The World’s Best Plastic Recyclers
It isn’t that long ago that we didn’t have a clue about recycling.
When I was at school 20 years ago, recycling was very much a myth of the hippy-vegan stereotype, and something you only did if you wore open toed sandals with socks.
I don’t know what happened between then and now, but it look likes some forward thinking has been going on.
Image by timtak
Plastic has always been one of the most difficult materials to recycle. It is estimated that almost every HOUR, somewhere around the region of 250,000 plastic bottles are dumped around the world.
But some countries have completely got the hang of this plastic recycling lark, and here I would like to share with you the positive news about re-using plastic waste .
Who Does it Best?
Looking at statistics for 2010, the U.K. recycled 38% of its plastic waste, which isn’t bad, with the United States following up behind at 20%.
But the winner in the race to recycle plastic has to be Japan, who raced to the top spot with 77%. They even have their own Plastic Waste Management Institute (PWMI) for this very purpose!
Not only this, but Japan has been a forerunner in this field for the last 12 years, if not more. In fact, their amazing achievement must hold a few essential lessons for Europe, Asia and other countries who are trying to keep up with the various demands of their governments and own in-house recycling policies.
So, what are the main things that we can learn from Japan’s impressive accomplishment?
1) Make It the Law
Japan passed several recycling laws as far back as 1997, which applied to both domestic premises and businesses. This means that they had to separate their plastic waste, or face fines or imprisonment – that’s one way of making sure people take it seriously!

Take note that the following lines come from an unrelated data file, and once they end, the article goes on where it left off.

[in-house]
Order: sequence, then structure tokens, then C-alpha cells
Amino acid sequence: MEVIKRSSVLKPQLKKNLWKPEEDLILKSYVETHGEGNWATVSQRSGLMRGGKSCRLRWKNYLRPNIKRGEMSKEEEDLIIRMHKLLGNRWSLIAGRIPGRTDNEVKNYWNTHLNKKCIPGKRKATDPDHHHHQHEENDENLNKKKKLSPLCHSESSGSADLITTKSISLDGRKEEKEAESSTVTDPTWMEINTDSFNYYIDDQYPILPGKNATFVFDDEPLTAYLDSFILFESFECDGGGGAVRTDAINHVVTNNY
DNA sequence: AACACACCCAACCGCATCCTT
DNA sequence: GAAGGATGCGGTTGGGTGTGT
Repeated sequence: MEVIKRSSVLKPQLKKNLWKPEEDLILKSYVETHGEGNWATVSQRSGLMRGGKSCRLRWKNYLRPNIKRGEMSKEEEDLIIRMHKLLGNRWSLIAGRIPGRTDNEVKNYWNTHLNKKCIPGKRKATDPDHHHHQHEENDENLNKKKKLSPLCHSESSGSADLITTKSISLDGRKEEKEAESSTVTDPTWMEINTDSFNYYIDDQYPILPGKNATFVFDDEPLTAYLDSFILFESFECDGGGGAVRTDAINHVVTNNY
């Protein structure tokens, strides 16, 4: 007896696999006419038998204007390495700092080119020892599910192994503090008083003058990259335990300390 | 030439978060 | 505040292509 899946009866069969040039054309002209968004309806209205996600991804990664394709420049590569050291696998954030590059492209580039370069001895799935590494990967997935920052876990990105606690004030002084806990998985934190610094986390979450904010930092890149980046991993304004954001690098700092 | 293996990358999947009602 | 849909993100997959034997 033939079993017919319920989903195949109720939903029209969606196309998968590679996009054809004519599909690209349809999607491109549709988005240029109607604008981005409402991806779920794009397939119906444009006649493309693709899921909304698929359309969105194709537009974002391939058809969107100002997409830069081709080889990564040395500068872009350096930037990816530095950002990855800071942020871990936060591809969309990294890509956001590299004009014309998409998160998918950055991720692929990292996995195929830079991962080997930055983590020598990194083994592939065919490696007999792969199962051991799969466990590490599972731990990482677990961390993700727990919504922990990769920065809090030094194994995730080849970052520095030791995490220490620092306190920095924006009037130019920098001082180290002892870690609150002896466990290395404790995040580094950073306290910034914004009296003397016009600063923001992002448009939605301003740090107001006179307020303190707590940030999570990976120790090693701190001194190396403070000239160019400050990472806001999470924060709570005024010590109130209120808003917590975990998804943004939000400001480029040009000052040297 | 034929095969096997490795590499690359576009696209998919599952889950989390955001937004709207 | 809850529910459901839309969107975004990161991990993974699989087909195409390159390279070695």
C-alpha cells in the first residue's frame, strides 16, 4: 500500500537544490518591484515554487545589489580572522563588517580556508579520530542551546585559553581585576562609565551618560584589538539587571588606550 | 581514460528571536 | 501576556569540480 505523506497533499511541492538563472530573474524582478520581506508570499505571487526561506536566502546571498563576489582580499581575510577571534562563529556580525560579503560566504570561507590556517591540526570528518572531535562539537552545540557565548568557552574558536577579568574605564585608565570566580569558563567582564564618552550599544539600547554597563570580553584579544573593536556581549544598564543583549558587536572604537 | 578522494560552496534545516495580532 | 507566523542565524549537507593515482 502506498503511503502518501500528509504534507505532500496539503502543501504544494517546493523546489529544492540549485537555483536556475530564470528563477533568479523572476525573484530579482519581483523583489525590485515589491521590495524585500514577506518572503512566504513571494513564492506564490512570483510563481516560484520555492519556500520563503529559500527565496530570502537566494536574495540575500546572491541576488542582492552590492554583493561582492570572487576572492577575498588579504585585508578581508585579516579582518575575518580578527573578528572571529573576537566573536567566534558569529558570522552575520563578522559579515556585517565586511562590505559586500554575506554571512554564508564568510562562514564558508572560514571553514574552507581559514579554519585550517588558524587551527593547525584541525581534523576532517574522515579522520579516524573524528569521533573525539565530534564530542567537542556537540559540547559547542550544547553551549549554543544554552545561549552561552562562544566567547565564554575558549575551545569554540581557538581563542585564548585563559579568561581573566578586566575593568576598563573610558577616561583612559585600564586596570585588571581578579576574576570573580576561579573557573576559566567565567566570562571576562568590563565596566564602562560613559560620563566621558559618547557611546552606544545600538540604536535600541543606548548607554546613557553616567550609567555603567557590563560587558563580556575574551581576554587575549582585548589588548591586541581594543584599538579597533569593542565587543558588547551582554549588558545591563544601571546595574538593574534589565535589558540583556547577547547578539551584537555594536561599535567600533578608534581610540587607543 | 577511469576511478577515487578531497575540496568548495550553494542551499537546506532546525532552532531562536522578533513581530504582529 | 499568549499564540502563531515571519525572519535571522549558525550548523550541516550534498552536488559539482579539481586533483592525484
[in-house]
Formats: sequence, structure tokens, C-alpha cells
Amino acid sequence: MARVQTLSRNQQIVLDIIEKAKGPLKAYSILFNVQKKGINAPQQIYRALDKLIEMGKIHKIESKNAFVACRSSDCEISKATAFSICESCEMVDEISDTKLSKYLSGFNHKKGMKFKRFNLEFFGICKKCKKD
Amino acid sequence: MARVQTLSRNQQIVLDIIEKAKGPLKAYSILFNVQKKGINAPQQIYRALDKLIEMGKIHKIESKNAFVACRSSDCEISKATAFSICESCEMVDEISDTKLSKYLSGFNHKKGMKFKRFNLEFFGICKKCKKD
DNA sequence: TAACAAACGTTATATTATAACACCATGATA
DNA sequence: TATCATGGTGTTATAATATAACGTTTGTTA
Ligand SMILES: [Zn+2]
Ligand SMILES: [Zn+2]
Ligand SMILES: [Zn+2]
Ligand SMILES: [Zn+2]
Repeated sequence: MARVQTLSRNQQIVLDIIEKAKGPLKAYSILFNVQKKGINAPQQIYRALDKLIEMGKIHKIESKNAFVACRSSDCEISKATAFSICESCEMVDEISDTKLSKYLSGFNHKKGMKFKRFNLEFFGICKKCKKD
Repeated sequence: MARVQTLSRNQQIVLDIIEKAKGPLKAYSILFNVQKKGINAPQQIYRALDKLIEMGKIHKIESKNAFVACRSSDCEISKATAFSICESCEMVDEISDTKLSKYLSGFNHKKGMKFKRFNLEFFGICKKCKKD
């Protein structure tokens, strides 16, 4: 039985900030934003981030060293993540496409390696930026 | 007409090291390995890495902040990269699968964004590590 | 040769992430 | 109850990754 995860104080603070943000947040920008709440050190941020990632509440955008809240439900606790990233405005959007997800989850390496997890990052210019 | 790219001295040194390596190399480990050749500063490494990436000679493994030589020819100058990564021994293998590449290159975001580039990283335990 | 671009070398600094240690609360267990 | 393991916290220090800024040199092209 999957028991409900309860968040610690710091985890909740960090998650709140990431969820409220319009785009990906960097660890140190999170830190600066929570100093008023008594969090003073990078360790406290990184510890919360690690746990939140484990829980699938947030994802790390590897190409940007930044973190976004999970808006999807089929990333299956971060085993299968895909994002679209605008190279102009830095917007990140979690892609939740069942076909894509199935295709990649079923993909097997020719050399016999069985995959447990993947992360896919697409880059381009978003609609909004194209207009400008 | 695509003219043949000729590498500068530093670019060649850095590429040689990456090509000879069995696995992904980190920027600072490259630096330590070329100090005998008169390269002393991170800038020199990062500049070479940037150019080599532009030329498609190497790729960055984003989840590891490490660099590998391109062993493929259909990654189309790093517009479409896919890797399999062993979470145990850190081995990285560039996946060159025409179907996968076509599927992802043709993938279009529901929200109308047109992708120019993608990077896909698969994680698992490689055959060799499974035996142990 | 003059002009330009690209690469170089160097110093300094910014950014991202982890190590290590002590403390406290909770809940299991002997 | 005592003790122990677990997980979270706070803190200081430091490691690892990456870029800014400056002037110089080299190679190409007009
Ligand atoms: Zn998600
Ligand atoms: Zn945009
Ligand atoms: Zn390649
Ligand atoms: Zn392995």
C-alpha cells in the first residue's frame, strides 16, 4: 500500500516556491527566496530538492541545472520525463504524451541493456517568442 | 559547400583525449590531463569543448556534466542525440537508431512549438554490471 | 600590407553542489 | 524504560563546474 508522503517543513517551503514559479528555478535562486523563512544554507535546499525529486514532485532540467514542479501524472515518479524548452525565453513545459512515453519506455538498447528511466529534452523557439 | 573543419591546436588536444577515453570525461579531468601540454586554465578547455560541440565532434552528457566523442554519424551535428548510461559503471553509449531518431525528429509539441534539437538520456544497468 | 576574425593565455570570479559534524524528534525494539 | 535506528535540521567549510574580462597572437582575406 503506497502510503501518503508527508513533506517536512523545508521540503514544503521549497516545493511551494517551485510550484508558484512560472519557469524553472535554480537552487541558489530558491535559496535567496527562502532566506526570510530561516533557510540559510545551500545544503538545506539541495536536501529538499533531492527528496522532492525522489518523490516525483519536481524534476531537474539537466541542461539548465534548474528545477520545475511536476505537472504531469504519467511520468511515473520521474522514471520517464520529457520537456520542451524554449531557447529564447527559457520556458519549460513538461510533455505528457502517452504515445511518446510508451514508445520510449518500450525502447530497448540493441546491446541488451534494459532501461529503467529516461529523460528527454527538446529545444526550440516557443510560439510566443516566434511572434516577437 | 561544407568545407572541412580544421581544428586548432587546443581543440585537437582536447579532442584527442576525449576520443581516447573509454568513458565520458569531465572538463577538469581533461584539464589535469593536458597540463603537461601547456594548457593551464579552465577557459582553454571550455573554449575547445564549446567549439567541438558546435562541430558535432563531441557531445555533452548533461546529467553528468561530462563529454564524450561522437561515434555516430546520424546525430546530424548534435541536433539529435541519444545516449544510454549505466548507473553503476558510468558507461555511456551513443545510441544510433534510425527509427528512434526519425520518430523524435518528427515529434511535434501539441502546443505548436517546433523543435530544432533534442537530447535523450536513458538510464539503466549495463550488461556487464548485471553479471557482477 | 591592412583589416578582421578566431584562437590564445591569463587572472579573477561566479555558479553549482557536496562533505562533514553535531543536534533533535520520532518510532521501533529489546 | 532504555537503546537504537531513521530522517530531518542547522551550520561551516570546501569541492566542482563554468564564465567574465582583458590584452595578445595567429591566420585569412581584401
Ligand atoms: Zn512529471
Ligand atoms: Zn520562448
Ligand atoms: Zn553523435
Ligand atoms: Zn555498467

One of the main reasons behind this, admittedly, was a lack of space for landfill, but this is the same case in the U.K. They have a population of 127 million with urban areas increasing all the time which meant urgent steps had to be taken.
2) Separate Means “Separate”!
People of Britain might be guilty of giving a milk bottle a quick swish round under the tap and then throwing the whole thing in the recycling. But in Japan, polyethylene terephthalate (PET) bottles have to separate from all other kinds of plastic wraps and containers.
The label and cap must be removed too, as these can’t be recycled, leaving just the plain bottle.
This way, Japan is capable of recycling a whopping 72 per cent of its PET bottles, compared to 48 per cent in the whole of Europe and just 29 per cent in the United States! Incredible.
3) Re-using, Not Just Recycling
The PWMI of Japan doesn’t just do pure recycling though. About a third of it gets recycled, while the other two thirds (4.8 million tons of it) goes through a process of thermal recycling, which then converts it into chemicals that can be burned to generate energy. Genius!
They use things like plastic sheeting, textiles, industrial wastes and household items to break down, and even manage to export the commodity to other countries such as Hong Kong and China, who can re-use these materials to make toys and games. Very clever!
With manufacturers on side and the possibility to make money through export, Japan has made recycling into something profitable and this appeals to business men – and governments.
We need to pick up some tips here – there is no need for excessive waste or half hearted separation of waste, or for governments to tell us that there is no money in it. Where Japan leads the way with plastic recycling, hopefully we can all follow.
Estelle Page is a thirty something interior designer, loving life with her husband and two kids! When she’s not redecorating her home for the 100th time, you’ll find her taking in the scenery at a local garden show or being inspired by the antiques and decor at a nearby National Trust home. She also likes to blog, especially for Merritt Plastics.